Browse "Government"

Displaying 41-60 of 132 results
Article

Inuit High Arctic Relocations in Canada

In 1953 and 1955, the Royal Canadian Mounted Police, acting as representatives of the Department of Resources and Development, moved approximately 92 Inuit from Inukjuak, formerly called Port Harrison, in Northern Quebec, and Mittimatalik (Pond Inlet), in what is now Nunavut, to settle two locations on the High Arctic islands. It has been argued that the Government of Canada ordered the relocations to establish Canadian sovereignty in the Arctic, and proposed to Inuit the move, promising improved living conditions. The Inuit were assured plentiful wildlife, but soon discovered that they had been misled, and endured hardships. The effects have lingered for generations. The Inuit High Arctic relocations are often referred to as a “dark chapter” in Canadian history, and an example of how the federal government forced changes that fundamentally affected (and continue to affect) Inuit lives.

Article

Labour Canada

Labour Canada, established 1900 as the Department of Labour under the Conciliation Act to "aid in the prevention and settlement of trade disputes." In 1994, it became a ministry within the newly created Department of Human Resources Development.

Article

Leader of the Opposition

The leader of the Opposition was first recognized by statute in 1905 and given the same salary and allowances as CABINET ministers. The leader of the Opposition is a parliamentarian hoping to become PRIME MINISTER and is the leading critic of government programs and policies.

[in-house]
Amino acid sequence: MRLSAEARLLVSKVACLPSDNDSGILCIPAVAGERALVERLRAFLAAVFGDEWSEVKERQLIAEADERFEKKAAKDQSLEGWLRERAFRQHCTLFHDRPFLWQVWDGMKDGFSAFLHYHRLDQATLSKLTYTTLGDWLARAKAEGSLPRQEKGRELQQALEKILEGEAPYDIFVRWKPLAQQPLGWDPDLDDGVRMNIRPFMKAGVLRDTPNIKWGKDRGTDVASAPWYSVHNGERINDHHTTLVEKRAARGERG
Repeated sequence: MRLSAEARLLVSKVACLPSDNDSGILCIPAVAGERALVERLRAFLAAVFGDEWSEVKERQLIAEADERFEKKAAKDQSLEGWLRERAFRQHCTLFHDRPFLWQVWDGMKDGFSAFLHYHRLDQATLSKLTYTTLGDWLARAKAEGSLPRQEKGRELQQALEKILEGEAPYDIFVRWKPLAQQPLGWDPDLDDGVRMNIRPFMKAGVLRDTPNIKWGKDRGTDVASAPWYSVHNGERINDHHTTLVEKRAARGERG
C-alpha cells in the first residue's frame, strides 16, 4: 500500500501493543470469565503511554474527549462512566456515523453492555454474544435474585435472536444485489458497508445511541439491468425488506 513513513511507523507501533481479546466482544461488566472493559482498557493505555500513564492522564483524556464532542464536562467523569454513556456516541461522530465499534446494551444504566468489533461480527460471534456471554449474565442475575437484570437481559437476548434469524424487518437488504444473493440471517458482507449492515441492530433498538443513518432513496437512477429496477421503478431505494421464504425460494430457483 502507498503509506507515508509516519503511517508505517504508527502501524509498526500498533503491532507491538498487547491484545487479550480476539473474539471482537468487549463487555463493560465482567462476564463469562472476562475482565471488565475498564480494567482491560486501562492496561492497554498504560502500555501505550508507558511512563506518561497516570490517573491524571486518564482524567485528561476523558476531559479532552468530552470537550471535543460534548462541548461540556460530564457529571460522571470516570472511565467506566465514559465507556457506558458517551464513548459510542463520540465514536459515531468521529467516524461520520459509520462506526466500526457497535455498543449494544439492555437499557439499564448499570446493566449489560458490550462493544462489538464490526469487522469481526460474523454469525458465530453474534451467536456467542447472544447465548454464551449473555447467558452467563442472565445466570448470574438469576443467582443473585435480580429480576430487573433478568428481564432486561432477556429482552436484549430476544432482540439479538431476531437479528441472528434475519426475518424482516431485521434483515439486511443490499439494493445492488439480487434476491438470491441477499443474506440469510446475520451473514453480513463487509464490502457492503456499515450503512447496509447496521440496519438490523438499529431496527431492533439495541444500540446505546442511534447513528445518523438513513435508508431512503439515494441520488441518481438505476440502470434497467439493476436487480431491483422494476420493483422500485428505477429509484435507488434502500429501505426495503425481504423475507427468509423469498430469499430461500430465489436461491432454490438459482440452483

Article

Lieutenant-Governor

The lieutenant-governor combines the monarchical and the federal principle in provincial governments. Although the lieutenant-governor is appointed by the Governor General on the prime minister's advice, in the words of an 1892 decision by the Judicial Committee of the Privy Council, a lieutenant-governor "is as much the representative of Her Majesty, for all purposes of provincial government, as the Governor-General himself is for all purposes of Dominion Government."

Article

Local Government

Local government is the level of government below the provinces. The most important local governments are the MUNICIPAL GOVERNMENTS. Under the constitution, the provinces have exclusive jurisdiction over municipal affairs (see MUNICIPAL-PROVINCIAL RELATIONS).

Article

Member of Parliament (MP)

The term Member of Parliament (MP) refers to individuals elected to represent a single federal electoral district (or “riding”) in the House of Commons. As elected representatives, MPs have three main duties: legislating in Parliament, representing their riding and political party, and serving their constituents’ needs. MPs occupy different roles and levels of influence in government. They hold office until Parliament is dissolved — typically four year terms — and can serve infinite mandates, so long as they are re-elected. Any Canadian citizen who is at least 18 years old on election day can run for office. Most MPs are elected as a member of a political party, but some may campaign and sit as independents. There are 338 seats for Members of Parliament in the House of Commons.

Article

Minority Governments in Canada

A minority government exists when the governing party does not hold a majority of seats in the House of Commons (or provincial legislature) but is still able to command the confidence of the House. Minority governments also exist at the provincial level and in Yukon, but not in Northwest Territories or Nunavut, which do not have political parties and are governed by consensus governments.